PENS KNOCK OUT CHOKING CAPS, WHO KNOCKED OUT FLYERS!

The loss is devastating for the Capitals, who won the Presidents’ Trophy as the NHL’s No. 1 regular-season team. They erased a three-goal deficit to tie, only to lose in overtime. This is a Capitals team that looked as if it would make fans forget about the franchise’s history of disappointing playoff performances. But they could not.

By Mary Cunningham

Maybe the Washington Capitals, who had the best record in the NHL this regular season, are not built for playoffs success.

Penguins center Nick Bonino scored at 6:32 of overtime to give the Pittsburgh Penguins a 4-3 win that puts them in the Eastern Conference Finals against the Tampa Bay Lightning.

His was the second of three consecutive delay-of-game penalties that allowed the Capitals to score a 5-on-3 goal by John Carlson that tied the game 3-3

“To me it was the consummate team win, everyone contributed,” said Penguins coach Mike Sullivan.

Chris Kunitz was the first to be penalized for shooting the puck of play at 10:32, and then Bonino did the same to leave the Penguins two-men short.

Sullivan said he had never seen anything like that. Bonino offered that we won’t ever see it again.

“As soon as it leaves a guy’s stick, the guy feels incredibly bad,” Penguins defensemanBen Lovejoy said. “You are trying to make hard plays. You are trying to do whatever you can to get pucks out of the zone, off the glass. We had some unlucky bounces.”

The Penguins killed off the first 5-on-3 power play before Carlson scored, and killed off another 1:33 of 5-on-4 power play time after Carlson scored. The fact the Capitals only scored one goal in the sequence speaks to how resilient the Penguins have become since Sullivan took over as coach in December.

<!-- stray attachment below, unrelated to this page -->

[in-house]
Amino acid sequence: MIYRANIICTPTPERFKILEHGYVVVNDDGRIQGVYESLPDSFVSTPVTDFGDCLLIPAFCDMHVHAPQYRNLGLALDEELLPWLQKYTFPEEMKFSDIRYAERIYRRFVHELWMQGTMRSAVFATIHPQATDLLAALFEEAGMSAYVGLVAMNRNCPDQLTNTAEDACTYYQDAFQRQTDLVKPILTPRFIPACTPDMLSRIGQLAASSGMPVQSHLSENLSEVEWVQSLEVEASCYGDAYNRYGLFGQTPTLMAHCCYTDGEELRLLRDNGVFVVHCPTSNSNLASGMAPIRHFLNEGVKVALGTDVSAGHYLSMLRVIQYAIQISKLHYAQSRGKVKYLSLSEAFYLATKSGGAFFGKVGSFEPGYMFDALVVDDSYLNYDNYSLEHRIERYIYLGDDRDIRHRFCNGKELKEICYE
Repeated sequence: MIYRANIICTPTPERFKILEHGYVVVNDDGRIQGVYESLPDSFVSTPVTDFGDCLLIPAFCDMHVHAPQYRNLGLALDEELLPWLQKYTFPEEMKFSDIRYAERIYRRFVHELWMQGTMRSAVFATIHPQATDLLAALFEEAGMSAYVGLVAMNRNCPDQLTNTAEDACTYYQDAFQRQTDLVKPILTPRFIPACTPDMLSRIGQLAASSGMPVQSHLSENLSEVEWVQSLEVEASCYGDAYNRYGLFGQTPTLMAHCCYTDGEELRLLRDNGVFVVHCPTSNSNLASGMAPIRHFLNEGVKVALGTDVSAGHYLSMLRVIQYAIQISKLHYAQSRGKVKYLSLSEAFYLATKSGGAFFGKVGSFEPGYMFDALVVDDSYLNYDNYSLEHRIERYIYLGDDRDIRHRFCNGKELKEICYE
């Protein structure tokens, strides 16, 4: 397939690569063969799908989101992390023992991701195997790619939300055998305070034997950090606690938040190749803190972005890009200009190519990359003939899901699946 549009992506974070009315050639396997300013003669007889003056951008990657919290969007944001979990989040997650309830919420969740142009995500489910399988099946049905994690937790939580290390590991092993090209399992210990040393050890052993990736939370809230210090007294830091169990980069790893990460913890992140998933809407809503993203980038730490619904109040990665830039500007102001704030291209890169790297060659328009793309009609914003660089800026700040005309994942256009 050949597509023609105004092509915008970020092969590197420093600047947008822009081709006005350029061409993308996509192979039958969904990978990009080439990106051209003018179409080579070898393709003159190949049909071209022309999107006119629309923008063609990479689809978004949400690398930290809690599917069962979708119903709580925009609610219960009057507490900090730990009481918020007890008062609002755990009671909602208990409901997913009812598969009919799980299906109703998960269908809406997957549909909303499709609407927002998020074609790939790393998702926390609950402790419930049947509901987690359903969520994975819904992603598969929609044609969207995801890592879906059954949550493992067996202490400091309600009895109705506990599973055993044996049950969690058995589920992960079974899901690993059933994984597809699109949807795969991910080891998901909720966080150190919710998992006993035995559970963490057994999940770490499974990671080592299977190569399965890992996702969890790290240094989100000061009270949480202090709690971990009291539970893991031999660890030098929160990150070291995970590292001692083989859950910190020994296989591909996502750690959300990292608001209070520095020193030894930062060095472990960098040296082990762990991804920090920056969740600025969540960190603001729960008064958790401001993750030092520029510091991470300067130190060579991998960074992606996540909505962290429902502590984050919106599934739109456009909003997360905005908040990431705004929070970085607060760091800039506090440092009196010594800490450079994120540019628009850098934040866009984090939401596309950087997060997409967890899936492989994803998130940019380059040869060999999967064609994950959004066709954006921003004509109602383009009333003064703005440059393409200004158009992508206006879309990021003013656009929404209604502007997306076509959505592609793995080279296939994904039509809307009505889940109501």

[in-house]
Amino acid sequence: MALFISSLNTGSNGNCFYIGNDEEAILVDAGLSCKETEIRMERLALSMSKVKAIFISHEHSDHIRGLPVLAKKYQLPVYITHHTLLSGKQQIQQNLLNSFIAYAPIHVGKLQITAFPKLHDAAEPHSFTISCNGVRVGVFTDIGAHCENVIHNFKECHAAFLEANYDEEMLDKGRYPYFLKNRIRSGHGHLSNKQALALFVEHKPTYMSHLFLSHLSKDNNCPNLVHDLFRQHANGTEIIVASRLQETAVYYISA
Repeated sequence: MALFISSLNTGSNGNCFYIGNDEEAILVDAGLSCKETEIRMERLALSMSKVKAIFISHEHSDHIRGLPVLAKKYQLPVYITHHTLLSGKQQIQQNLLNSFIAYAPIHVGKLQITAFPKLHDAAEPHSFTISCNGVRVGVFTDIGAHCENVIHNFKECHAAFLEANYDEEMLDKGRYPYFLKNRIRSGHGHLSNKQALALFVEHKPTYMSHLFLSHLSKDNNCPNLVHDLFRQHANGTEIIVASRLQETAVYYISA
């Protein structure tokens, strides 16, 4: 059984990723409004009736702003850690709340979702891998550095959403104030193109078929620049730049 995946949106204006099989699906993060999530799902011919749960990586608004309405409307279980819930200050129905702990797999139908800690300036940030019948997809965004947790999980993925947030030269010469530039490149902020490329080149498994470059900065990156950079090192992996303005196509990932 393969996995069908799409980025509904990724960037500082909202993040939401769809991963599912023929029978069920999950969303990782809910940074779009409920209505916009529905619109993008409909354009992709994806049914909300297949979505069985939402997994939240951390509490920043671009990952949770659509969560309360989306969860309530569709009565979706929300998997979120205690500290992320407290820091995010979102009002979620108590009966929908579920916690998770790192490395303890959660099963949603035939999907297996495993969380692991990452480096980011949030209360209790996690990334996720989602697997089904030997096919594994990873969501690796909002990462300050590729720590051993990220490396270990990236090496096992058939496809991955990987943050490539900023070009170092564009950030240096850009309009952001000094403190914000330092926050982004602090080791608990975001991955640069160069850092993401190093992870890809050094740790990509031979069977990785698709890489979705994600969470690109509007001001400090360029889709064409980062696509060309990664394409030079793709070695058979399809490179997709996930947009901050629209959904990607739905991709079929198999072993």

“You have to have a short term memory when you are killing penalties,” Lovejoy said. “Particularly against a team that talented. They have some unique weapons. We went out there and tried to be as aggressive as we could.”

The Penguins top offensive hero was Phil Kessel who scored twice and assisted on the game winner.

When the Penguins acquired speedy right wing Kessel last summer, the expectation was that he might score 40 or more goals this season. He only managed to net 26. But he made up for the shortfall Tuesday with the importance of his pair of markers.

“When I look at his game, I see a guy with a high-compete level,” Sullivan said.

Sullivan said coaches have asked Kessel to play more responsibly without the puck and “he has embraced it.”

“What we love about Phil is that he is trying to play the right way,” Sullivan said.

Kessel leads the Penguins with 12 points (five goals, seven assists).

The Penguins’ depth and speed were the advantage they had over the Capitals in the series.

“I think the speed of their team creates a lot of matchup problems,” said Washington Capitals coach Barry Trotz. “Right through their lineup they’ve got real good team speed. (Carl) Hagelin has exceptional speed. They throw a lot of pucks to let him go 100 feet to track them down. I thought we did a real good job on (Sidney) Crosby and (Evgeni) Malkin the whole series, but I thought a lot of other people hurt us.”

The loss is devastating for the Capitals, who won the Presidents’ Trophy as the NHL’s No. 1 regular-season team. They erased a three-goal deficit to tie, only to lose in overtime. This is a Capitals team that looked as if it would make fans forget about the franchise’s history of disappointing playoff performances. But they could not.

“We made some progress, but obviously not enough,” Trotz said.

The bottom line is the Caps have not reached the Eastern Conference Final since 1998 when they advanced to the Stanley Cup Final.

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